There are to main types of barriers to entry that monopolies make use of: natural barriers and artificial barriers
(a) Natural barriers to entry:-
(i) Control of Supply – A firm may own most or all of the supply of a raw material. Thus they are the sole owners and controllers of supply.
(ii) Economies of Scale – In some industries there are very large economies of scale or cost savings to be gained from increasing production. If one large firm can produce and sell all of a particular product required in the market at a lower average cost per product than a number of smaller firms put together then this large firm would be a natural monopoly.
(iii) Expense – Some industries, for example, the Nuclear Power Industry, need many millions of pounds worth equipment. This helps keep the nuclear power industry a monopoly, because most firms could not afford to start up in the nuclear power industry.
(iv) Legal considerations – Some firms can stay as monopolies because laws have been passed to make it illegal for other firms to start up in the same industry.
(b) Artificial barriers to entry:-
Companies can create artificial barriers to entry by following methods:
(i) Restricting the availability of supplies
(ii) Predatory pricing – such pricing occurs when a large firms cuts its prices, even if this means losing money in the short run, in order to force new and smaller competing firms out of the business. Once the smaller firm has been removed, the larger firm can raise its prices again.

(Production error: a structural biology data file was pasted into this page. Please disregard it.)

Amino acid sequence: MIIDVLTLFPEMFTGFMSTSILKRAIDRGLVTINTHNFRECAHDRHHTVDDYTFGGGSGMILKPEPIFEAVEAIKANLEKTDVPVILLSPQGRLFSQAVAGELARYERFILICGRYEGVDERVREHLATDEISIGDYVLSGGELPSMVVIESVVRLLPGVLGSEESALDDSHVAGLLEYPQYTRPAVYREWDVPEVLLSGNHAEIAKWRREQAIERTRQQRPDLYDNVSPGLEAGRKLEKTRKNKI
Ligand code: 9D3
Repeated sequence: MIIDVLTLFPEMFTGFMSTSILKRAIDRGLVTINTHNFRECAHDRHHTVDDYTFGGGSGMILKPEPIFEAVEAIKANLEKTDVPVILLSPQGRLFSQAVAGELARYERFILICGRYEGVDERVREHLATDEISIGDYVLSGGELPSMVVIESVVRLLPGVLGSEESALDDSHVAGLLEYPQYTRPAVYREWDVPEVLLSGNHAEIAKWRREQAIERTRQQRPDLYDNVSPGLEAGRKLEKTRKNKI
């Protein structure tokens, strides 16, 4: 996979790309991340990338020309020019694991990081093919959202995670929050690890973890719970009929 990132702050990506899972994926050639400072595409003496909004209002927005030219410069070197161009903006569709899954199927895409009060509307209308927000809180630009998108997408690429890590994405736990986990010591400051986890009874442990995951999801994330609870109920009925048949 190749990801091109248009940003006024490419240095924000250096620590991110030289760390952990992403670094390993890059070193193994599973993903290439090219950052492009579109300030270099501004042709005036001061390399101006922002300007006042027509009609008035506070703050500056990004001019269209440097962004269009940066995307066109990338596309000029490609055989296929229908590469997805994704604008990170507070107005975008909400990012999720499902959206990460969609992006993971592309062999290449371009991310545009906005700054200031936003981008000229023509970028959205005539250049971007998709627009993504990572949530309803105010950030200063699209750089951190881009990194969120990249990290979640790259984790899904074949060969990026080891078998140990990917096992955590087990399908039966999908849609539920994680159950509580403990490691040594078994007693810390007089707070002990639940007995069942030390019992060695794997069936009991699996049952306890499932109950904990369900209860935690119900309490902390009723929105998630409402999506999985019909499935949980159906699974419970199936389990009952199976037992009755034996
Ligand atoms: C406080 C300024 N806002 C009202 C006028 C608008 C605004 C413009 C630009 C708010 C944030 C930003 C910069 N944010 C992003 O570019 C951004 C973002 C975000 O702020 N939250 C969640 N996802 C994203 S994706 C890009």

(iii) Exclusive dealing – Businesses that sell the products made by a monopolist rely heavily upon the monopolist for supplies. If the monopolist produces a well-known and popular good or service it gives them the power to threaten firms selling its products. (So that those firms sell ONLY their products.)
- Adv/ Dis Adv of monopolies
(i) Economies of scale resulting in low cost bulk production
(ii) Research and Development readily takes place as monopolies continue to find new ways of stamping their authority
(iii) Lower prices result because of mass production
(iv) Monopolies can compete at a global level, which is healthy for a country and to its Balance of Payments.
(i) Poor levels of service – Monopolies face little competition so there is a tendency for them to slack of a bit because of which the quality of their service suffers.
(ii) Low output and high prices – They control the supply, so by restricting output they can voluntarily increase prices to boost profits.
(iii) Producer sovereignty – When the producer has control over the use of scarce resources there is said to be producer sovereignty. This arises because monopolies prevent consumers from obtaining a wide range of goods and services by using barriers to entry and prevent competition.
- Why does perfect competition make the best use of scarce resources?
Ans. Firstly because of low prices. Competition b/w forms to make profits means that prices to consumers are as low as possible to attract their customers. Secondly because of efficiency, since only the best firm making the best value-for-money products will survive. Firms using scarce resources to make poor-quality products will be forced out of business. Thirdly because of consumer sovereignty. Under perfect competition there is consumer sovereignty, that is, the consumer gets what s/he wants.